“Who wants to play with the big guys, needs to go into the world.” (Jörg Wacker, Head of Strategy and Internationalisation at FC Bayern Munich).34

FC Bayern Munich‟s involvement abroad can be traced back to the year 2000 marking the club‟s first visit to China in the club‟s history. Since then, the club have increased its internationalisation process continuously. After 2015, the team will visit the world‟s most populous country for the sixth time in July 2017. Besides China, FC Bayern have travelled to Indonesia, India and lately to the United States. The internationalisation process is supported by an own office in New York and an additional office in Shanghai which opened in March 2017. According to the CEO Karl-Heinz Rummenigge having a permanent representation in a country will enhance the club‟s relationship to the currently up to 136 Million followers in the country.35 Furthermore, an alliance with a local professional club in Thailand was established. Together, “FC Bayern Youth Cup 2017” will be organized and take place in Thailand. The cup is an annually held tournament for junior players, which was already held in India, Japan, China, Brazil and multiple other countries in the years before.36 How serious the club are about internationalisation can be observed on its website and social media presence. The website is available in eight languages and the official Twitter-Account keeps the fans and followers up to date in five languages, including one special US and one normal English page. Due to these and many more measures, FC Bayern Munich are undisputedly the leading German football club concerning internationalisation. Nevertheless, the recently second most successful German football club from a sports-perspective, Borussia Dortmund, have been promoting its popularity abroad remarkably as well. Asia has been a popular destination for the club throughout the last decade. The team and club‟s ambassadors have visited Indonesia, Malaysia, Singapore, Japan and China mainly for promotional reasons. Especially in Japan and China, being the clubs latest destinations, Borussia Dortmund enjoy high reputation. Carsten Cramer, Director of Sales, Marketing and Business Development, explains the frequent visits to Asia as the club‟s response to the local fans‟ demand to literally be able to touch the players.37 Borussia Dortmund‟s popularity was further increased by signing the Japanese player Shinji Kagawa in 2010 and again in 2014 after he spent two years at Manchester United in between. By opening a representative office in the Southeast Asian hub Singapore in 2014 the club aim at boosting the regional fan base and be more tangible to potential business partners. Also, with the support of sponsors collaborations with youth academies and clubs in Japan, Malaysia and Thailand have been established. The “Evonik Soccer School” which was launched in cooperation with the club‟s main sponsor Evonik, is a special marketing measure offering trainings to children. This is not only available nationally but BVB coaches and staff tour around the world to coach children including countries such as Singapore, Thailand and China.38 To complete the club‟s portfolio of marketing measures abroad, Borussia Dortmund licensed special audio-visual content to national TV channels like the Thai broadcaster PPTV.39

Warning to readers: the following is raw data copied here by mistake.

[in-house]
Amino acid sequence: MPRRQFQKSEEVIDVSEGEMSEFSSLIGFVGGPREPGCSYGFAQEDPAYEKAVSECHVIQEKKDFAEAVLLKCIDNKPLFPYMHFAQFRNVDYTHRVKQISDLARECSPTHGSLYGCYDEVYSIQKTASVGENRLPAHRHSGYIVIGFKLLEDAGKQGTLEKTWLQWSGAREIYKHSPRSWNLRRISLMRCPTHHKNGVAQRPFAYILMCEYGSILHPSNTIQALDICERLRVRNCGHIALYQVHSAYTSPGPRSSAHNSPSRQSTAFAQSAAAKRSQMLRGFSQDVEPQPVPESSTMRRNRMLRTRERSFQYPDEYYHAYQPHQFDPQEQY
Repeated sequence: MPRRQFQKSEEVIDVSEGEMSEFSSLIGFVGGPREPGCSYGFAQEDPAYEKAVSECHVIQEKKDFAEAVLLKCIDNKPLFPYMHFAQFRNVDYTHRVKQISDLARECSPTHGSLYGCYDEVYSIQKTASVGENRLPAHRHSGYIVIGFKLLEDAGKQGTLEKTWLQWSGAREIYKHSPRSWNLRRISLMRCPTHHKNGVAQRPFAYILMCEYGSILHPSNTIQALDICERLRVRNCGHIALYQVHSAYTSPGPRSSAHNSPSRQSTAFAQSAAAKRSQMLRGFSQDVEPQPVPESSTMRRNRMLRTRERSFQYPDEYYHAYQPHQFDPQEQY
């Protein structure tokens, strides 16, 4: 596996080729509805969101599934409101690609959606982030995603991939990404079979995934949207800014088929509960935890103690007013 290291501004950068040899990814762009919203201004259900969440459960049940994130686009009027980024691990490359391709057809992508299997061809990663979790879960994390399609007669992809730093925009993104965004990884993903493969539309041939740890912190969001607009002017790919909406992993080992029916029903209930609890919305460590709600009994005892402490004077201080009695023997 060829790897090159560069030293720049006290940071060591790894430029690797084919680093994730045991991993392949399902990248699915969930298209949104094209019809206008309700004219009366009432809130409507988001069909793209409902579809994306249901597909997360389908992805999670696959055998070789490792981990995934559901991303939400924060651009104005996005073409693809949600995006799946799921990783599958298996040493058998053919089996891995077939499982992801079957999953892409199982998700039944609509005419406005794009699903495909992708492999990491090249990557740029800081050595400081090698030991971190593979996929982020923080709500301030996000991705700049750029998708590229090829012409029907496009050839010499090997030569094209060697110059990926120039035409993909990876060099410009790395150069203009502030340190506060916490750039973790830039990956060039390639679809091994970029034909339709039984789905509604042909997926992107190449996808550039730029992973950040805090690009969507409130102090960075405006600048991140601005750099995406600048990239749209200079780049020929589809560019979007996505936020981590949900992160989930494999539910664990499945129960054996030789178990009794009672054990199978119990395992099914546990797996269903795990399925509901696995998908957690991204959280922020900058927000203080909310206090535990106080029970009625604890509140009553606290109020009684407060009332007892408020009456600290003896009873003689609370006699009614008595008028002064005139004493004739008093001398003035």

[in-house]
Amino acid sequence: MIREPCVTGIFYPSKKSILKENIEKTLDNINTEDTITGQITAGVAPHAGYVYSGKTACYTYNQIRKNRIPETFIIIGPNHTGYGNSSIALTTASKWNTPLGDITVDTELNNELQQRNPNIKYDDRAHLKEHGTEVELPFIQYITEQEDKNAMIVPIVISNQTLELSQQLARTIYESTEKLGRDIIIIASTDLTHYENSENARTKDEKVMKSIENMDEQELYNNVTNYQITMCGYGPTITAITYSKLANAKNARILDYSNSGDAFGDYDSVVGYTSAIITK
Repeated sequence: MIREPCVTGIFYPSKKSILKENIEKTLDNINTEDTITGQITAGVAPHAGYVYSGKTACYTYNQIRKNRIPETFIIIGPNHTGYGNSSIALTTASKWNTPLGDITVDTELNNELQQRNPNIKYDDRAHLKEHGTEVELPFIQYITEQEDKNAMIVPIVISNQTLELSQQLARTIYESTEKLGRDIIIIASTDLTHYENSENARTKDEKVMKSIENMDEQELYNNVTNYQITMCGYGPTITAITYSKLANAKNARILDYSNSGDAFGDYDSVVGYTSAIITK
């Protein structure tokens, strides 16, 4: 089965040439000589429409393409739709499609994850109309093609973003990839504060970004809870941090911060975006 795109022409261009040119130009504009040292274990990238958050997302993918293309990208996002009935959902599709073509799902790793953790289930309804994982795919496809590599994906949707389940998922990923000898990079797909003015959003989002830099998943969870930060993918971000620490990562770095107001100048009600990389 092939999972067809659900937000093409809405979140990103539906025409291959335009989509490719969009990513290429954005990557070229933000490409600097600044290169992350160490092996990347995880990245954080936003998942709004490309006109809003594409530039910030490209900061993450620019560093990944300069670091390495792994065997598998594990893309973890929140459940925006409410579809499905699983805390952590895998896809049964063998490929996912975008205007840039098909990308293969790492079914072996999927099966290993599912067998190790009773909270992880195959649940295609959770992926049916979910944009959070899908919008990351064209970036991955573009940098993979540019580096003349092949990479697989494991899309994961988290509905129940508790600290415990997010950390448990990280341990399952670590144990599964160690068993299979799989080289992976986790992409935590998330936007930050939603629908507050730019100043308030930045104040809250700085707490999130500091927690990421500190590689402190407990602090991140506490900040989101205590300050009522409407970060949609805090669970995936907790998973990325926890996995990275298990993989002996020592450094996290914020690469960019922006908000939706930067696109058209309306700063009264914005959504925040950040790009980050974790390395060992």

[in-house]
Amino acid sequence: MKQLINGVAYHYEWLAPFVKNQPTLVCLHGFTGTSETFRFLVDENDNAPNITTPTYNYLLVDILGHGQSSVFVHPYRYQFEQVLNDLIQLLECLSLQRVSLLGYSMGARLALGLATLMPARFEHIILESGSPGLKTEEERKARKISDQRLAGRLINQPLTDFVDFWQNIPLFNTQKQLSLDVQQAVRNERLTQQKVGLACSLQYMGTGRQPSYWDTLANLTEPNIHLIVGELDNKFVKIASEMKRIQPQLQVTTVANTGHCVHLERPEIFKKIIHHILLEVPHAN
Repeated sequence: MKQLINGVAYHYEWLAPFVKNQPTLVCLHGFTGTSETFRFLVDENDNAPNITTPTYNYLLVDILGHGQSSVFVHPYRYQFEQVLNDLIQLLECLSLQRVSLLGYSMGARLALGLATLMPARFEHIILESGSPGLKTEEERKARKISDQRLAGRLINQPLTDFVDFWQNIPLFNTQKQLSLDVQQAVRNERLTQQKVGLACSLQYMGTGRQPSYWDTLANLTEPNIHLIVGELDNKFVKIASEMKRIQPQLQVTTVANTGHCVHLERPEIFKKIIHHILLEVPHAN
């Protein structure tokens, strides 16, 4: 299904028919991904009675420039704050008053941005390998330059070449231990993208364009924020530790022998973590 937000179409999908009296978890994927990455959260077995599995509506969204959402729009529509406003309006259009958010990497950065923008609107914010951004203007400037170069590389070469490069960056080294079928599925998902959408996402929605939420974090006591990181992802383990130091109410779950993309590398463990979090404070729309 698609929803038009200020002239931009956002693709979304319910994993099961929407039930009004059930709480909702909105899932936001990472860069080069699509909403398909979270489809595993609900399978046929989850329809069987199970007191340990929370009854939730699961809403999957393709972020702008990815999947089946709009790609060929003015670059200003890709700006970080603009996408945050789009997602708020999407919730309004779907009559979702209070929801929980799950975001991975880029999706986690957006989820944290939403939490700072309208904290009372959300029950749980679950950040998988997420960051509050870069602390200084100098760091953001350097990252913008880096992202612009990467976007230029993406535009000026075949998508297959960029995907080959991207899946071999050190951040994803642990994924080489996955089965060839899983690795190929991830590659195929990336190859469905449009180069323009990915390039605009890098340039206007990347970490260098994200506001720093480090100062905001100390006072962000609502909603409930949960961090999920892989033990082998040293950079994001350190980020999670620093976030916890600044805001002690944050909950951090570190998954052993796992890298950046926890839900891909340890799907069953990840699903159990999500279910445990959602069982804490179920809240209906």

BVB‟s traditional rival FC Schalke 04 will organize a promotional trip to China in July 2017 for the second time in the club‟s history after a successful trip the previous year. The trip is complemented by the club‟s reputed football-school “Knappenschmiede”. The strategic alliance with the Chinese Jiansu province supports young talents by offering trainings led by special coaches sent from the German club.40 The presence on the Asian market is complemented by providing a Japanese and Chinese version of the online shop and website. Due to the main Russian sponsor Gazprom, digital content in Russian is available as well. Additionally, the club decided to trust a local agency to further promote FC Schalke 04‟s internationalisation process on the US market.41 The practice of having a local agent to promote a club‟s image and brand can be observed in various cases.

Under the lead of J. Rotthaus Bayer 04 Leverkusen visited the United States in recent years. The concentration on the American market is due to the club‟s most popular player “Chicharito”. Bayer 04 use the Mexican‟s popularity amongst the Latin- American community in the United States to promote the club‟s brand. Moreover, Leverkusen benefit from the global popularity of its mother company Bayer AG. A comparably wide reach concerning its worldwide digital communication and interaction on social-media characterizes the club‟s efforts.42 Most recently, Bayer 04 signed a cooperation agreement with representatives from China to support the People‟s Republic‟s football by supporting youth development and women‟s football.43